The only thing comparable to the global proliferation of Islamist insurgencies and terrorist movements over the last two decades was the Soviet Union's sponsorship of communist insurgencies around the world during the Cold War.  But the Islamist insurgencies are likely to be more resilient, harder to defeat, and more dangerous because they are decentralized, because their ideology is not linked to the fate of one particular regime, because globalization has made it easier for them to operate on a global scale, and because of the higher risk that Islamists will acquire and use weapons of mass destruction since they are not accountable to a deterable sponsoring power.

Even setting the threat from violent Islamism aside, a host of other non-state actors threaten the world order and make American leadership more costly.  In fact, the aggregate effect of state failure multiplied across scores of states across the world is so great that "failed states may eventually present a systemic risk to the liberal world order, of which the United States is the principal architect and beneficiary," as I argue in the current issue of PRISM.  State failure and the rise of non-state actors-a problem non-existent during the cold war-is a threat to American national security.


Essentially, the United States thus faces two great families of threats today:  first, the nuclear-armed authoritarian powers, of which there are at least twice as many as there were during the Cold War; second, the aggregate consequences of state failure and the rise of non-state actors in much of the world, which is a wholly new development since the Cold War.  On both counts, the world is more dangerous than it was before 1989.  Essentially take the Cold War, add in several more players with nukes, and then throw in radicalized Islam, rampant state failure, and the global economic recession, and you have today.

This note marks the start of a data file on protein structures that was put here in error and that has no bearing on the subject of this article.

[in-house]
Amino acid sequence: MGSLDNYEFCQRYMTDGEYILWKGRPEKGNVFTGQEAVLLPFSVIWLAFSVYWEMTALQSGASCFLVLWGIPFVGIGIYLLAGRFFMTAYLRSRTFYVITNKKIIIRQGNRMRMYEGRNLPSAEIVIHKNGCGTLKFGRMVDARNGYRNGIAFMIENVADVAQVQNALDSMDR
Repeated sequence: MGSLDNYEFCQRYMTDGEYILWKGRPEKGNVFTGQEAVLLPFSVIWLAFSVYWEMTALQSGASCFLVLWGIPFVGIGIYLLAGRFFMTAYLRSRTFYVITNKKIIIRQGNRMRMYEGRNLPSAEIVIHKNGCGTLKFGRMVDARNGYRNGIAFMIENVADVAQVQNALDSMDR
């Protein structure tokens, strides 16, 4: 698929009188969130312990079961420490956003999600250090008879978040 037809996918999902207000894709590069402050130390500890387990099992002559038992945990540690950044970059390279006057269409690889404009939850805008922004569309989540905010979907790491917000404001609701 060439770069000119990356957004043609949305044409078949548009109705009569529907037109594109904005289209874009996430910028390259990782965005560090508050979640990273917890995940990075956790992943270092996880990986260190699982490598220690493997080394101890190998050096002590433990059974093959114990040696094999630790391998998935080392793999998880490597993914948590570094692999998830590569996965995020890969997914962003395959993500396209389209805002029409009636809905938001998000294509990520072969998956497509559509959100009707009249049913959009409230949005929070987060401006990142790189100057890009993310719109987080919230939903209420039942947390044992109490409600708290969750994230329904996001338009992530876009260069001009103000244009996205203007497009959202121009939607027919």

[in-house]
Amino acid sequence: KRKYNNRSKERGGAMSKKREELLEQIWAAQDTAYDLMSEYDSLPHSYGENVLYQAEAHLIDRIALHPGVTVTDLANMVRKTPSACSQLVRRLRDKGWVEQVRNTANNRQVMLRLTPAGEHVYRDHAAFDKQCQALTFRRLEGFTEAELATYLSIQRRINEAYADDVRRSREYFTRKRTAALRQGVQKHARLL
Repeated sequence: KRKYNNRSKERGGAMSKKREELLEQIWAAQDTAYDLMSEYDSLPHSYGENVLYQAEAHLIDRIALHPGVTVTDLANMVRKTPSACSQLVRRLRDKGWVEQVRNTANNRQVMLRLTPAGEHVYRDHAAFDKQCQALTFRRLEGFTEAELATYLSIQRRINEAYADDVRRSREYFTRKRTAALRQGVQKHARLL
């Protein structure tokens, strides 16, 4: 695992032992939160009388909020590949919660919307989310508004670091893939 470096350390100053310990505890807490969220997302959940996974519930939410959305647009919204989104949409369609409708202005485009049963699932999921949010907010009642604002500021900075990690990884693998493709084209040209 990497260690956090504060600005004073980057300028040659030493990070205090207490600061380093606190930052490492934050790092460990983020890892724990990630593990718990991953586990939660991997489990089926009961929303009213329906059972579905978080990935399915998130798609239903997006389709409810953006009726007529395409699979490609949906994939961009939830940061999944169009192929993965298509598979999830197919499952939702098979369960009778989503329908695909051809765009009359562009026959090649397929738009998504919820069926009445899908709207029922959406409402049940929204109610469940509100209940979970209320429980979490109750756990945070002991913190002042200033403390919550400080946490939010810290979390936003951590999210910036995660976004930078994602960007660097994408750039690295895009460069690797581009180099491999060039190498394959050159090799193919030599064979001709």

I recognize that the world doesn't feel as dangerous as it did during the Cold War.  During the Cold War we all knew about the threat and lived with a constant awareness-usually shoved to the back of ours minds to preserve our sanity-that we might die an instantaneous firey death at any moment.  We no longer feel that way. 

Our feelings are wrong.  The Cold War engaged our emotions more because it was simple, easily understood, and, as an ideological contest, demanded we take sides and laid claim to our loyalties.  Today's environment is more complex and many-sided and so it is harder to feel the threat the same way we used to.  Nonetheless, the danger is real. 

The next question is, if this is true, what implications should this have for our grand strategy and force posture?

Denise Truscello/WireImage

Shadow Government

Facts and arguments regarding China’s military

Late last month, the front page of the Washington Post contained the kind of story that I, as a professional educator, like to see.  The piece discussed the work of Georgetown University's Asian Arms Control Project. Specifically, it chronicled the laborious effort of a couple dozen Georgetown graduate students to uncover, over the course of years, China's "underground great wall," a network of thousands of kilometers of underground tunnels constructed by the People's Liberation Army Second Artillery Corps - the same branch of the Chinese military that controls Beijing's nuclear and conventional ballistic missiles.  The students have amassed a lot of evidence, including some eye-catching pictures, of China's tunnel system.